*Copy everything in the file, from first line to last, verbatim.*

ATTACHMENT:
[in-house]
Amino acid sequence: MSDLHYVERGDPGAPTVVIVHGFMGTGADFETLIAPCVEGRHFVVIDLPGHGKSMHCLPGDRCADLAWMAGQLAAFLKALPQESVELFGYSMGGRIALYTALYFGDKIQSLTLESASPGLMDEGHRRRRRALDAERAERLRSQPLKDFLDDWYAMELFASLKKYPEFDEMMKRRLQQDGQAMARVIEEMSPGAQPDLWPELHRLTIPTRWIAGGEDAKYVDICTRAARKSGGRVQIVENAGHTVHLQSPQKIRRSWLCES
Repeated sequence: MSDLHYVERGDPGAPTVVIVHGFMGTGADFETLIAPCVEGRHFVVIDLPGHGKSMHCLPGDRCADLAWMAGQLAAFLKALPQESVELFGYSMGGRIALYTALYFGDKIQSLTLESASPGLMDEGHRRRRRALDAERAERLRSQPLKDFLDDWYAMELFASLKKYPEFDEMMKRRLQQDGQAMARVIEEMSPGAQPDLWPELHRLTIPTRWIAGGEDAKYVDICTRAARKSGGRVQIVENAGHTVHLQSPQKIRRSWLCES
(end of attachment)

[in-house]
Amino acid sequence: MSDLHYVERGDPGAPTVVIVHGFMGTGADFETLIAPCVEGRHFVVIDLPGHGKSMHCLPGDRCADLAWMAGQLAAFLKALPQESVELFGYSMGGRIALYTALYFGDKIQSLTLESASPGLMDEGHRRRRRALDAERAERLRSQPLKDFLDDWYAMELFASLKKYPEFDEMMKRRLQQDGQAMARVIEEMSPGAQPDLWPELHRLTIPTRWIAGGEDAKYVDICTRAARKSGGRVQIVENAGHTVHLQSPQKIRRSWLCES
Repeated sequence: MSDLHYVERGDPGAPTVVIVHGFMGTGADFETLIAPCVEGRHFVVIDLPGHGKSMHCLPGDRCADLAWMAGQLAAFLKALPQESVELFGYSMGGRIALYTALYFGDKIQSLTLESASPGLMDEGHRRRRRALDAERAERLRSQPLKDFLDDWYAMELFASLKKYPEFDEMMKRRLQQDGQAMARVIEEMSPGAQPDLWPELHRLTIPTRWIAGGEDAKYVDICTRAARKSGGRVQIVENAGHTVHLQSPQKIRRSWLCES